Mercy Super - Always for you

The coronavirus (COVID-19) is affecting our lives in many ways, most obviously on the health of people around the globe, the toll on our health system and essential service workers, and the impact on the economy and jobs of hundreds of thousands of Australians. The disruption to lives, livelihoods and global economies is likely to continue for some time.

It’s not surprising that you may be concerned about the impact this may have on your investments, including your super. To help, here are some answers to questions you may have.

Super is a system for saving for your retirement. Your employer pays an amount of money into a super account for you on top of the wage or salary you receive. You can also choose to pay money into your super account yourself.

Unlike a bank account where your money is held by your bank in return for a set amount of interest, Mercy Super invests your money with a focus on adding value through long-term earnings. The amount added through investment returns depends on how successful those investments are.

Mercy Super invests your super, along with the super of all our members, in the share market and in fixed income (like term deposits) as well as areas like property (buildings, warehouses, shopping centres – not houses), infrastructure (airports, toll roads, windfarms etc.) and private equity (ownership of companies). We also hold some of your money in cash.

Spreading your money across these types of investments (known as diversification) spreads the risk and reward. Click here to learn more.

Diversification lowers the overall risk because different types of investments do well at different times. It is the best defence against a single investment failing or one investment type performing poorly (such as now with the share market falling). Diversification lowers the risk because, no matter what the economy does, some investments are likely to go up when others go down.

The balance of your super changes both because of money being paid in by you and your employer and because of the investment returns your super is earning.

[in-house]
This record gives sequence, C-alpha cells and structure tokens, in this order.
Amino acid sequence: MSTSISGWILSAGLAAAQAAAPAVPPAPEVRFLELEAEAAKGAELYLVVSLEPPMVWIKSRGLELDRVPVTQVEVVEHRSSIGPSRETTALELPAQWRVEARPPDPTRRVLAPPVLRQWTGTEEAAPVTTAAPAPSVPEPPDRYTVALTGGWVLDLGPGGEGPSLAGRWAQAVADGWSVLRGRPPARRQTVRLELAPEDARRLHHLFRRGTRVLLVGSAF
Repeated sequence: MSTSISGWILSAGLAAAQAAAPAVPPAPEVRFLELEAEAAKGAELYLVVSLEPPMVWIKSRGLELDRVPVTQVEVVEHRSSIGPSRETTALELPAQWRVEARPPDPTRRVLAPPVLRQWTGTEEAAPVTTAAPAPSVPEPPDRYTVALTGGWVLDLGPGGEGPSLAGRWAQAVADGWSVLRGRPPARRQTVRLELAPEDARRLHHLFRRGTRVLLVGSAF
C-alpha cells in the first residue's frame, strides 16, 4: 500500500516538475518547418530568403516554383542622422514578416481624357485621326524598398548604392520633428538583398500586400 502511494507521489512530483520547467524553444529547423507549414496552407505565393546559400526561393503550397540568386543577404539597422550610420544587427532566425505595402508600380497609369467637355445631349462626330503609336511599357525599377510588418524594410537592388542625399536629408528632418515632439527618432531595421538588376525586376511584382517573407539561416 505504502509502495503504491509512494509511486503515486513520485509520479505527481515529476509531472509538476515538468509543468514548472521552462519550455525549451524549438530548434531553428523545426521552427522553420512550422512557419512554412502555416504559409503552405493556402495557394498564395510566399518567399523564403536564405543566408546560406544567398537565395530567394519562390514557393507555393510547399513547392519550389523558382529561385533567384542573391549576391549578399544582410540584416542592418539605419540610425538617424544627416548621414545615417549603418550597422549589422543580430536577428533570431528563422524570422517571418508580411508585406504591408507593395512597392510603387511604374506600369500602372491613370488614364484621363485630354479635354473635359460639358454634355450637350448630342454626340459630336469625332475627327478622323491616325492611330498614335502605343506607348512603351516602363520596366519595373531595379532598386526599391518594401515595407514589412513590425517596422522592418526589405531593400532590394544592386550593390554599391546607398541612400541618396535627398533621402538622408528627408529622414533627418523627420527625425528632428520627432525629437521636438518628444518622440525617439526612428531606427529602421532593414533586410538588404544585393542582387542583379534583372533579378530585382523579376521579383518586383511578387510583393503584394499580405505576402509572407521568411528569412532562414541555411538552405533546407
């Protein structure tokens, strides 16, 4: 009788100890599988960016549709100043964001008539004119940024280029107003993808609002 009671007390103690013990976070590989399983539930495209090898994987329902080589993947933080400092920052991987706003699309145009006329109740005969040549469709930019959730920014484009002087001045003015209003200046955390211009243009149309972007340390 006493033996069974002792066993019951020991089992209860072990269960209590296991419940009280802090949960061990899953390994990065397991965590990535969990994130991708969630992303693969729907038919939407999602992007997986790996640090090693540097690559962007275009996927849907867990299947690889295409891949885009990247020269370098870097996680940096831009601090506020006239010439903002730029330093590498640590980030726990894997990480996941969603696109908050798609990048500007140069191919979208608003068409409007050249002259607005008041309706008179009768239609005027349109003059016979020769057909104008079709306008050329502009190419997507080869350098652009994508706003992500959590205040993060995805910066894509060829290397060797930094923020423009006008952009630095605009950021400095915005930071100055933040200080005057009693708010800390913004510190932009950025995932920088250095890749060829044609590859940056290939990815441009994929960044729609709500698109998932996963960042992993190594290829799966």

The value of your super is always changing. Since February most investments around the world have fallen in value for reasons that are largely linked to COVID-19. This has affected the value of shares (equities), properties and even term deposits – pretty much all the things super funds invest in.

Because COVID-19 has caused many businesses to temporarily close down, with many people losing their jobs, most companies have an uncertain time ahead of them. So, the value of shares in those companies has fallen.

Many commercial properties that super funds own are likely to earn less in rent in the coming months, so their value has also fallen. Airports, toll roads and shopping centres that super funds own will all have fewer people using them at the moment so will be making less money, some even running at a loss.

So, for most Australians their super is worth less now than it was at the beginning of February. Each person and each super fund is different but your super might be worth between 5-15% less than it was a few months ago. Depending on your particular investments it might be more, or it might be less. You can check your account through Member Online here.

As the economy recovers however, the value of the investments supporting your super will recover as well and you can expect the value will return to where it was and continue to grow beyond that. Investment markets can fall in value quickly at times, as we have just seen. They also can also rise quickly too.

Everyone’s situation is different so each of us has a different answer to that question. For most people who are not likely to access their super for many years the best thing to do is to decide to do nothing. That might sound like you are ignoring the problem because at a time like this many of us feel like we need to take action. But when investment markets fall people often lose more money by making decisions at the wrong time.

Investment markets always have periods where values go up and down. The Global Financial Crisis (GFC), ten years ago, is the most recent example of a large “downturn” or “correction”. Throughout history investment markets have always recovered and risen to levels higher than before these periods of loss. Individual companies or investments do not always recover, but the overall share markets or property markets etc. do.

So, switching your super money between investments now to try and avoid losing more might mean you miss out on the gains when those investments pick up and rise in value. This chart shows what would have happened to a sample Mercy Super member’s super following different decisions they might have made during the GFC:

  • Remaining in the default MySuper Balanced option
  • Switching to Cash then back to My Super Balanced after one year
  • Switching to Cash and then back to MySuper Balanced after two years
  • Switching to and remaining in Cash.

Changing their investments away from more volatile investments, like shares, after the value had already gone down and missing the benefit of that value going back up has cost thousands of dollars which can never be recovered.

Impact of switching during the GFC

Source: Frontier Advisors, SuperRatings. The analysis is based on the returns during and after the GFC and assumes an average member with a starting balance of $50,000 and SG contributions invested in the median balanced/cash fund.